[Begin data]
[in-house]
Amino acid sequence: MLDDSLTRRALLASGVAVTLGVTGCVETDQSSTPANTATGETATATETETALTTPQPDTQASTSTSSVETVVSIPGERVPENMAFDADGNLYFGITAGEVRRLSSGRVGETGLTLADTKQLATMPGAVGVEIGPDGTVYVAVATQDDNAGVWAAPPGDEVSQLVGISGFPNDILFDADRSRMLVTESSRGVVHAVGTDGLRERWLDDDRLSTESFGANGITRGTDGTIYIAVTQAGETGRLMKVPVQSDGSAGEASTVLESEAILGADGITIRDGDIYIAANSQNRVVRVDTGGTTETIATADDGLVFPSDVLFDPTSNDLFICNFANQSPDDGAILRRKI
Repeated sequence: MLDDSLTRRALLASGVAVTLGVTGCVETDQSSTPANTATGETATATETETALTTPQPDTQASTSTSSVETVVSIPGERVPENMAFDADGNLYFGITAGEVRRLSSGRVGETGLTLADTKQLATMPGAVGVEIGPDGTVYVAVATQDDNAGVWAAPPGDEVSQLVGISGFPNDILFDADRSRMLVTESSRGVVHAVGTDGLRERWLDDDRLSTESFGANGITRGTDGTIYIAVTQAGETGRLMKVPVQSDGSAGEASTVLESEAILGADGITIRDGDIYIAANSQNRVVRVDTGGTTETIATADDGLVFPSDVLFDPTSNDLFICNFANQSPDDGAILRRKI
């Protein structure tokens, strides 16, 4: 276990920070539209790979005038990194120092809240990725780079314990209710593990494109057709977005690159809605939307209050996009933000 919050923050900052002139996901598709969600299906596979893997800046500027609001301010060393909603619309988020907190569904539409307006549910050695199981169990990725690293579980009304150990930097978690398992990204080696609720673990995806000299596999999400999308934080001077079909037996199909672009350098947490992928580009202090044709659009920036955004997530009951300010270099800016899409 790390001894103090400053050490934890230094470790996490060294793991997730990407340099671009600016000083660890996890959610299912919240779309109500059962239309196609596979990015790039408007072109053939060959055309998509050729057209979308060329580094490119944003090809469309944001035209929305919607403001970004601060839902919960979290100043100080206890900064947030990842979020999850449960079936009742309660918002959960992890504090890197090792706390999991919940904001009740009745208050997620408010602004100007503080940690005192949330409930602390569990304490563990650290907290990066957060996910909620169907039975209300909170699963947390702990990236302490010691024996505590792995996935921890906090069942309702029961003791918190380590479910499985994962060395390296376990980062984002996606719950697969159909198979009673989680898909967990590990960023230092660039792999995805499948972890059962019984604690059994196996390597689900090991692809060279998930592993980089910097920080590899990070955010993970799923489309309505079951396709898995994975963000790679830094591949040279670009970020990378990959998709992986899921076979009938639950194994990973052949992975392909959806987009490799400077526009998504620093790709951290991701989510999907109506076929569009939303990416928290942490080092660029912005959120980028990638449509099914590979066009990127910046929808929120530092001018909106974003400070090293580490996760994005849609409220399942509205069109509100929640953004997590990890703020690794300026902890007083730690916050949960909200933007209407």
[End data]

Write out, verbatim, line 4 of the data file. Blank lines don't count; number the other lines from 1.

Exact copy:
């Protein structure tokens, strides 16, 4: 276990920070539209790979005038990194120092809240990725780079314990209710593990494109057709977005690159809605939307209050996009933000 919050923050900052002139996901598709969600299906596979893997800046500027609001301010060393909603619309988020907190569904539409307006549910050695199981169990990725690293579980009304150990930097978690398992990204080696609720673990995806000299596999999400999308934080001077079909037996199909672009350098947490992928580009202090044709659009920036955004997530009951300010270099800016899409 790390001894103090400053050490934890230094470790996490060294793991997730990407340099671009600016000083660890996890959610299912919240779309109500059962239309196609596979990015790039408007072109053939060959055309998509050729057209979308060329580094490119944003090809469309944001035209929305919607403001970004601060839902919960979290100043100080206890900064947030990842979020999850449960079936009742309660918002959960992890504090890197090792706390999991919940904001009740009745208050997620408010602004100007503080940690005192949330409930602390569990304490563990650290907290990066957060996910909620169907039975209300909170699963947390702990990236302490010691024996505590792995996935921890906090069942309702029961003791918190380590479910499985994962060395390296376990980062984002996606719950697969159909198979009673989680898909967990590990960023230092660039792999995805499948972890059962019984604690059994196996390597689900090991692809060279998930592993980089910097920080590899990070955010993970799923489309309505079951396709898995994975963000790679830094591949040279670009970020990378990959998709992986899921076979009938639950194994990973052949992975392909959806987009490799400077526009998504620093790709951290991701989510999907109506076929569009939303990416928290942490080092660029912005959120980028990638449509099914590979066009990127910046929808929120530092001018909106974003400070090293580490996760994005849609409220399942509205069109509100929640953004997590990890703020690794300026902890007083730690916050949960909200933007209407």